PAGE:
Excel Macros: When to Use Relative Cell Referencing When Recording

This is Part 2 of my new series of Excel Tutorials: “Recording, Running, and Editing Excel Macros.” In this episode, I demonstrate how and when to use either Relative Cell Referencing or Absolute Cell Referencing.

Best Practice: Chose Relative Cell Referencing

Chose Type of Cell Referencing for Macro

Default Setting for Recording Macros – Absolute Cell Referencing

In my experience, the first major mistake Excel Users make when recording a Macro – they neglect to turn on Relative Cell Referencing. In the majority of Macros, you are better off using Relative Cell Referencing. There are a few – specialized – reasons to use Absolute Cell Referencing. However, they are in the distinct minority.

Select Starting Cell Before Recording a Macro

Once again, in my experience, I find that too many Excel users fail to select their “Starting Cell” before they click on the Record Macro Button. My Best Practice: “Minimize Cell Movements When Recording a Macro!”

Whenever Possible Use Ctrl + Enter When Recording a Macro

My Best Practice: “Minimize Cell Movements When Recording a Macro.” I recommend that your use Ctrl + Enter when entering or editing a value or formula in a cell. This procedure will keep the focus on the active cell. This will also minimize extraneous cell movements while recording your Macro. When you take steps to avoid extraneous cell movements, your Macro will be easier to edit or update.

Demonstration of Absolute vs. Relative Cell Referencing in a Macro

Watch my video tutorial to see the very different results that you get depending upon the type of cell referencing that you use when recording a Macro.

Secure Online Shopping at The Company Rocks

I invite you to visit my secure online shopping site – http://shop.thecompanyrocks.com  Take a few minutes to look at  – and , hopefully, purchase – one of the many video training resources that I offer. I guarantee that you will be 100% satisfied with my training materials. If not, I will refund your purchase with no questions asked!

Watch My Video in High Definition

Follow this link to watch my Excel Tutorial in High Definition on my YouTube Channel – DannyRocksExcels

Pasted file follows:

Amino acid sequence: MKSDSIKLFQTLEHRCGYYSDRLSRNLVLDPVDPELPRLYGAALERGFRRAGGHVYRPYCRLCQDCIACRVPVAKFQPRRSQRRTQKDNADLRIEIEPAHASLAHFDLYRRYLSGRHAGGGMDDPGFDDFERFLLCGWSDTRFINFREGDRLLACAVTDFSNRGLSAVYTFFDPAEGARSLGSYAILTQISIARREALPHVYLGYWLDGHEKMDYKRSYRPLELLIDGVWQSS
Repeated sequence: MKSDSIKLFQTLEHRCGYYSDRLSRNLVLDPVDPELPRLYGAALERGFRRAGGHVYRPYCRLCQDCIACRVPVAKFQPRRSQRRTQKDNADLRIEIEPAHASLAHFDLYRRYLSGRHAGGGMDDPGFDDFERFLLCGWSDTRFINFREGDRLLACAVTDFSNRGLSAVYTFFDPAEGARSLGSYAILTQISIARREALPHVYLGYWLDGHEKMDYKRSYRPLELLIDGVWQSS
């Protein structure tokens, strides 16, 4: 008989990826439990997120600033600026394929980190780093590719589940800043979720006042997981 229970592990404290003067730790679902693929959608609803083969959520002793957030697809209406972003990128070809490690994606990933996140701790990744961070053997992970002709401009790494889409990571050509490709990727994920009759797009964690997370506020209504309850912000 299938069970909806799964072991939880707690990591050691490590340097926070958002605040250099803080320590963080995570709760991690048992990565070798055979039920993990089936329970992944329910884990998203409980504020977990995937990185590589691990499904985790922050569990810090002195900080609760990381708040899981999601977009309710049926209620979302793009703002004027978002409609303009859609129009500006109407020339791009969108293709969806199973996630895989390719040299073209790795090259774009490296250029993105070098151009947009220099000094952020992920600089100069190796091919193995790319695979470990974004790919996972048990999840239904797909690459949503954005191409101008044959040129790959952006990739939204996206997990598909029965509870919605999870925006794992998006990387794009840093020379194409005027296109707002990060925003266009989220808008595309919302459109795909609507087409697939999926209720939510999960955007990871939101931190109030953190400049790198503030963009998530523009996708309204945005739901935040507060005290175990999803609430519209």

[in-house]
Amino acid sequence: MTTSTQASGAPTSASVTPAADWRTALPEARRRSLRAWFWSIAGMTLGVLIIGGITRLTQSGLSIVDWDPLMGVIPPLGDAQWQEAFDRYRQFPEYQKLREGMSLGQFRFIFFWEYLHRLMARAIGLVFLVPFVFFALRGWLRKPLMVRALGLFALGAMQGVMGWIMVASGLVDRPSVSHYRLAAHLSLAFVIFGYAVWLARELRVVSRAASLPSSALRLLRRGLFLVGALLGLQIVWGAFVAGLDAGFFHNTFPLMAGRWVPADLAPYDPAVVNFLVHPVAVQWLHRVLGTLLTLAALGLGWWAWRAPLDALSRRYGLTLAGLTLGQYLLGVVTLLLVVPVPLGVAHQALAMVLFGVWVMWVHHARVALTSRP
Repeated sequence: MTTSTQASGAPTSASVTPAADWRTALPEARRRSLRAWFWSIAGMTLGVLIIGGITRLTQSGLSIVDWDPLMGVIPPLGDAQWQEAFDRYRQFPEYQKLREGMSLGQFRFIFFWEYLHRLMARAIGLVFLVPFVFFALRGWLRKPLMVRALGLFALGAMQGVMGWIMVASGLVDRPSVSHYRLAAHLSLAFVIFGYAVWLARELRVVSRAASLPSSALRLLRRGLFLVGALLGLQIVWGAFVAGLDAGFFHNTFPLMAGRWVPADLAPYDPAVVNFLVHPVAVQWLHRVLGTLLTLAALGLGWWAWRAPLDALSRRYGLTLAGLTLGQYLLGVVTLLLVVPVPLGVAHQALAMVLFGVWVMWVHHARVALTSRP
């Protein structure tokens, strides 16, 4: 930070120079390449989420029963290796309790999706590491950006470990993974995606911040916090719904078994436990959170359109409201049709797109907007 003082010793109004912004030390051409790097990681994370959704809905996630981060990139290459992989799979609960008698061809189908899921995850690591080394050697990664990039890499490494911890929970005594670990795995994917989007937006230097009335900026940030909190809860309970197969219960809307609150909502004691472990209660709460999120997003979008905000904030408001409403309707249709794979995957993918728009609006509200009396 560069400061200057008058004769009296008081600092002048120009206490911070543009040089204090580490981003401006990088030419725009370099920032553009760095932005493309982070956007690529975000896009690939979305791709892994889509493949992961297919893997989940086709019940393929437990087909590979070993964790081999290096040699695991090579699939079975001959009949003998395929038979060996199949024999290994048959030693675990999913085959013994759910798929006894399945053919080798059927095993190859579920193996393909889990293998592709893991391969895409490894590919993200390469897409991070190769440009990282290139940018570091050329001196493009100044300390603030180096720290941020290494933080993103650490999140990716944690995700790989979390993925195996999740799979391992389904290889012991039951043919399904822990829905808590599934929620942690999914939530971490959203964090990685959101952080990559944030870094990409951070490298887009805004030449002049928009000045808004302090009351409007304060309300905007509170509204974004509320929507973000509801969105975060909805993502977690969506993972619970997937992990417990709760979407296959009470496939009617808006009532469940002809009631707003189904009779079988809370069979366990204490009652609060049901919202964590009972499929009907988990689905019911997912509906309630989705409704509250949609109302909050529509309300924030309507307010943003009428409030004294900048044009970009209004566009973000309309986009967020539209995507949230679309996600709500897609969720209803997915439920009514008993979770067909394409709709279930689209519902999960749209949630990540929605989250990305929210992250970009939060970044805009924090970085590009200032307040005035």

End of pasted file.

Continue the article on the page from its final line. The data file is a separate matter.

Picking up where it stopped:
Play My Video Now

How to Use a Data Validation Formula When Creating a Budget

Use Formulas in Data Validation

Use a Formula in Data Validation

Recently, one of my viewers wanted to know which formula he could use to prevent an end-user from imputing a value that would exceed his budget. I created this video tutorial to demonstrate my response.

Use a Formula in Data Validation

I have identified Data Validation as one of the “Nine Essential Skills in Excel.” Here is one example – Using a Formula in Data Validation to prevent an input entry from exceeding a set budget amount

A Formula that Evaluates to TRUE

The “key” to understanding how use Formulas in Data Validation – When the formula answer is TRUE, the entry is accepted; When the answer to the formula is FALSE, the Error Message that you create prevents an invalid entry.

Remember, that in Data Validation, only the STOP style will prevent an invalid entry.!

Video Training Resources

9 Essential Skills for Excel 2010

9 Essential Skills for Excel 2010 Video Tutorial

I invite you to visit my secure online shopping website – http://shop.thecompanyrocks.com – to preview the many video training resources that I offer you.

Watch This Tutorial in High Definition

Follow this link to watch my Excel Tutorial in High Definition on my YouTube Channel – DannyRocksExcels

How to Use Lookup Functions in Excel – Take a Free Lesson from My Latest Video Training Resource

Video Lesson - Lookup Functions in Excel 2007

Video Lesson – Lookup Functions in Excel 2007

I have just published the Excel 2007 version of my latest video training resource, “Nine Essential Excel Skills.” And, I want to offer you the opportunity to watch a complete episode. This is one of the 25 video tutorials included on my video training resource. The complete package contains almost four-hours of focused Excel 2007 Training.

Lookup Functions in Excel 2007